Anyway, this is a fun little book. Nothing great, but fun.
Rating: ★ ★ ★ ★ ★ ★ ★ ☆ ☆ ☆
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The problem with The Clock is its very timeliness, as Doran obliquely admits in the introduction – it’s vaguely annoying that the pandemic in this book is something that ultimately is a plot by bad guys, because of course that’s not true in the real world. It heightens the cruelty of our real world, as there’s no hero coming to save us, and the problems we’re experiencing with this virus are, to a large extent, self-inflicted, and that stupidity is costing lives. There’s nothing that Jack Davidson, the hero of this book, can do to save certain people in this book, but he can figure out why it’s happening, while in our world, there’s plenty we can do to save certain people, but we don’t do it, and nobody is going to be revealed as the mastermind behind this. I’ve never been a huge fan of pandemic stories where either things get solved pretty quickly or where there’s some Shadowy Cabal behind it all, but coming right now, it seems to hit harder, and not necessarily in a good way. Hawkins is an interesting writer, so he keeps thing moving along nicely and he always has back matter that explains where he gets some of the plot points in the comics, and of course Doran is a very good artist, so the book looks very nice, but it just doesn’t click as well as it might in a more stable world. But it might not, either. But coming out right now, it feels somewhat … insulting? It’s hard to really articulate, but in a world where sucky things just happen and we have no control over it, reading fiction that parallels the real world except that sucky things can always be traced to an evil source seems insulting somehow. Beats me.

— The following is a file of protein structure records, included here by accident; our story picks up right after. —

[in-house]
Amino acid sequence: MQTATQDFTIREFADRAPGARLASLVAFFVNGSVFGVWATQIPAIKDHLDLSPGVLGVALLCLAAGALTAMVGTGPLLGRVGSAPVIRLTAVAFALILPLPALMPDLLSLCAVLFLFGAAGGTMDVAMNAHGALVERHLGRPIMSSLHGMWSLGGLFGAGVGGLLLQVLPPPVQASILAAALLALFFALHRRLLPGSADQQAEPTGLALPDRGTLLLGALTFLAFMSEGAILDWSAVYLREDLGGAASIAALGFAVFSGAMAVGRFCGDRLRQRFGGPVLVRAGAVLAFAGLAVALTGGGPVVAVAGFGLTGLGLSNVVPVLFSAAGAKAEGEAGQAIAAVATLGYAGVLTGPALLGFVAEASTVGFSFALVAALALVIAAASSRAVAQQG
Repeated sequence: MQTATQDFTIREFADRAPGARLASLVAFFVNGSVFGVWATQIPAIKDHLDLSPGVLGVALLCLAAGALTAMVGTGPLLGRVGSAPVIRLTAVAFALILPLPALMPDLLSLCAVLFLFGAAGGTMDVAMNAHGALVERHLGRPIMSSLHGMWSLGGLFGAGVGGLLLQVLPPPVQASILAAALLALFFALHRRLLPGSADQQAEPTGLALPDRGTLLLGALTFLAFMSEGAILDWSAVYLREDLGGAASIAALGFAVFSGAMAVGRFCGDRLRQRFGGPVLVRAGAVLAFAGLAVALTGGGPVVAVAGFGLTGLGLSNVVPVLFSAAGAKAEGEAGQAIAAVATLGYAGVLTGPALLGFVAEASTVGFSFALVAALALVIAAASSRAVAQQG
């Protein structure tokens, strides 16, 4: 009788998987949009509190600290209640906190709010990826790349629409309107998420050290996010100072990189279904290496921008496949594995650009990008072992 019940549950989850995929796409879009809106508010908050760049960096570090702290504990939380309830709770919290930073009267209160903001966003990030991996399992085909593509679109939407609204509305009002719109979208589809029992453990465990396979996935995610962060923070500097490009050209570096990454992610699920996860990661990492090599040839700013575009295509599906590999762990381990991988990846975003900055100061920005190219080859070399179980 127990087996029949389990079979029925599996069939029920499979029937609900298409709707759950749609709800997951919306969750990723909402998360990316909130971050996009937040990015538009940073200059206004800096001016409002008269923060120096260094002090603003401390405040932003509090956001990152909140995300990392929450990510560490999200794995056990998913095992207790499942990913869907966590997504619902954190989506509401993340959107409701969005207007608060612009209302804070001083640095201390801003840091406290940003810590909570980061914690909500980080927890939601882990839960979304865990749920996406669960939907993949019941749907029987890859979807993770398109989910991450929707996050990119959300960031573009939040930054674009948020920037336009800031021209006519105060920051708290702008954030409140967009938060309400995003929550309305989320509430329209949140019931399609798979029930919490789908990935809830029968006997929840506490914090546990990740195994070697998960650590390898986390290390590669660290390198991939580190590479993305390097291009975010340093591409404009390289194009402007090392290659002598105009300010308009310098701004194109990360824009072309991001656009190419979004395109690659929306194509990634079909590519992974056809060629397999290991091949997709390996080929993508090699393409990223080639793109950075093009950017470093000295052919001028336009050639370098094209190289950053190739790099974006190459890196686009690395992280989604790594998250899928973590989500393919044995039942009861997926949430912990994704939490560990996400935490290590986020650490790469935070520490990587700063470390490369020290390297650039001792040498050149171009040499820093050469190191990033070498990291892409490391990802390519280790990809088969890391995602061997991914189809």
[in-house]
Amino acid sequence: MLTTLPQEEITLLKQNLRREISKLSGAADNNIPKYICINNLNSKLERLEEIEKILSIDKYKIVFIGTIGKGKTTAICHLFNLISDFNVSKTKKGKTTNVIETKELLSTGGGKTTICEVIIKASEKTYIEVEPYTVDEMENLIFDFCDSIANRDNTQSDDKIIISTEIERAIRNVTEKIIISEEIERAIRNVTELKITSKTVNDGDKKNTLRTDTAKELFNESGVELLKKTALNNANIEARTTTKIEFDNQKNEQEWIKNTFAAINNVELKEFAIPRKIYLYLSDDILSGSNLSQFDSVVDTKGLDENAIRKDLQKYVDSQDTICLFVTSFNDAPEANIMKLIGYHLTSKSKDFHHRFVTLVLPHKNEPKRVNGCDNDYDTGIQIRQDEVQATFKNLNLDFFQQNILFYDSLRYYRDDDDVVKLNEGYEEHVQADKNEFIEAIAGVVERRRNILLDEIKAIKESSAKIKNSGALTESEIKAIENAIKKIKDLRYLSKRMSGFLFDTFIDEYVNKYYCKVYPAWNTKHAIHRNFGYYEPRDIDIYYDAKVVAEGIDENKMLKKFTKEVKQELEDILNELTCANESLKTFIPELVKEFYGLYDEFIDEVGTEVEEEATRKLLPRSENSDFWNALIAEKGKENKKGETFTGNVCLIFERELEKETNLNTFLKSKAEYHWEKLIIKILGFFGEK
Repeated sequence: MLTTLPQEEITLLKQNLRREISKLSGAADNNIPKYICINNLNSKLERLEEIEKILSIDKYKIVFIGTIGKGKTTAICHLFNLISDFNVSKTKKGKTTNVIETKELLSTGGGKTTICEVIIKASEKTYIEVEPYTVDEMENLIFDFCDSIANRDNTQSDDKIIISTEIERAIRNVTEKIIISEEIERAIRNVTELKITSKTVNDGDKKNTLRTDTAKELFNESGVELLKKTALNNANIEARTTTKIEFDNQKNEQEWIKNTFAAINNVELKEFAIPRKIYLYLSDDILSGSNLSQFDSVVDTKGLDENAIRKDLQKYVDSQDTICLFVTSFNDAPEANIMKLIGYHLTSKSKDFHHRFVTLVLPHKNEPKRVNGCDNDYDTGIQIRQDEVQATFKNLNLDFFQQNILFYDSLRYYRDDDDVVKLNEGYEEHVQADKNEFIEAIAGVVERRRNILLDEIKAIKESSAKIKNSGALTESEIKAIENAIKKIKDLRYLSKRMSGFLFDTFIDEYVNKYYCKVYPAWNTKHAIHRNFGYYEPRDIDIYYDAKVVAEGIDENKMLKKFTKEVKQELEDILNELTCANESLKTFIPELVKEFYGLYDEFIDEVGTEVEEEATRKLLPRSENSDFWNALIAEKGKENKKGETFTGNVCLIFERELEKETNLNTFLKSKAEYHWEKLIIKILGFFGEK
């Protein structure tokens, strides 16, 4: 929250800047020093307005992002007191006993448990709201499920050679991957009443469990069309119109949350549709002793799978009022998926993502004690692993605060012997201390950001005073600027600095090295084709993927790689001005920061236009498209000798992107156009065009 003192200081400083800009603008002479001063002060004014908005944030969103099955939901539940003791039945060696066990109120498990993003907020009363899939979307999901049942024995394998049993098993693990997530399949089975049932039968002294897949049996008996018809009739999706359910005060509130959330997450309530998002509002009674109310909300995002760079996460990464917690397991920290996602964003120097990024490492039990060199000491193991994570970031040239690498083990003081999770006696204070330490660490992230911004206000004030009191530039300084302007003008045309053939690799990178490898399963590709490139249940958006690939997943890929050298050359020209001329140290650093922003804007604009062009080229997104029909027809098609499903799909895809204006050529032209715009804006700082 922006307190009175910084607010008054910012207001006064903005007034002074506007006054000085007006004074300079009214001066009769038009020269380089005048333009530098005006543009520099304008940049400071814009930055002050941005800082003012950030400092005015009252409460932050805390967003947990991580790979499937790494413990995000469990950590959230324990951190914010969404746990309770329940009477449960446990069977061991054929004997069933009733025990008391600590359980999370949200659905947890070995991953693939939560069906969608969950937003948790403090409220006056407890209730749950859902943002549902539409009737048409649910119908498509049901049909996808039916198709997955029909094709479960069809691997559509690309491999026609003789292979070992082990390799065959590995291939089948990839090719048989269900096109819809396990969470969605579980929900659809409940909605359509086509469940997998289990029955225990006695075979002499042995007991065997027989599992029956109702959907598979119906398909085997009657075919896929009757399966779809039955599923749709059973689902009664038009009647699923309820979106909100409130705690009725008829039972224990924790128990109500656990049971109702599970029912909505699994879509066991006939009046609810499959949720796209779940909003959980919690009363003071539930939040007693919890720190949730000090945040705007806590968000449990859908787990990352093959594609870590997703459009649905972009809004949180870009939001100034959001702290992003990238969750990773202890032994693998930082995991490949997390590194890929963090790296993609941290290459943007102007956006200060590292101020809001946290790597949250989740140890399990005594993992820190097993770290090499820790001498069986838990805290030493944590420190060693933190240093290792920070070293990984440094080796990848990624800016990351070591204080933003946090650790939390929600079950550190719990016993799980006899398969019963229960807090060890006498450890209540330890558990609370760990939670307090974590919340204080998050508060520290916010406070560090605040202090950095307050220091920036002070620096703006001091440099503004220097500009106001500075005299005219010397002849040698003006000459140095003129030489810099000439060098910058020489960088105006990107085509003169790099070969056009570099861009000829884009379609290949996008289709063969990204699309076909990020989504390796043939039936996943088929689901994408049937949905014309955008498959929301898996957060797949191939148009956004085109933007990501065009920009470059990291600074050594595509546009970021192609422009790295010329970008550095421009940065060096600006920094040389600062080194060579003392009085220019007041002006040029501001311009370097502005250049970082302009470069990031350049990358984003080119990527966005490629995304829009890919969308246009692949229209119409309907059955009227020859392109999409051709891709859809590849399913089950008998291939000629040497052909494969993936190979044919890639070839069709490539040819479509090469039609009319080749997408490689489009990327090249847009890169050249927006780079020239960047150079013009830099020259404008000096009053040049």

Rating: ★ ★ ★ ★ ★ ★ ☆ ☆ ☆ ☆
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For some reason they changed the name of this book from Protector (which is how the single issues were released) to First Knife. First Knife isn’t as generic as Protector, but I wonder what thing named “Protector” took umbrage at this comic. Anyway, this story takes place a bit over 1000 years in the future, and we get a story about warring tribes in the Great Lakes area trying to figure out what the strange thing that just appeared in their midst is all about. Roy and Bensen do a good job creating this world, as they actually think about how this society might come about (and there are some text pieces in the book explaining some of it, too, which is neat), so it’s easier to accept the blend of Asian and Native American and Catholic and Hindu beliefs that collide in this book. There appear to be aliens, which one group worships, while another group has created an extremely bastardized form of Christianity, and there’s a foul-mouthed robotic warrior who may or may not be a man wearing an armored suit and who wants to know what the hell’s going on. It’s kind of a weird book – it feels like it should be more epic, but it appears that this is all we’re going to get, so it’s hard to care too much about the three main characters, and while it’s fascinating, it’s still hard to really love it. I assume sales weren’t great, and comics are a hard sell and weird fantasies probably even more so, but it’s too bad. Of course, Trakhanov’s busy and cartoony art is a highlight – much like the writers create an entire world, Trakhanov creates an entire visual world, and it’s really nice. The clothing is terrific, but his armored robotic thing is extremely freaky, with a sensual vibe to it that belies its armor and a visual relationship with one of the other main characters, Mari, that works really well (they’re not lovers or anything, but Trakhanov does a wonderful job visually explaining the odd relationship they do have). Trakhanov seems to do really well with fantasy books, but he keeps working on comics that don’t sell very well. Is it him? His style is very cluttered, which might put people off. More likely he’s just had bad luck, and one day he’ll get on some comic that really sells, and people will realize that he’s pretty danged good.
Rating: ★ ★ ★ ★ ★ ★ ½ ☆ ☆ ☆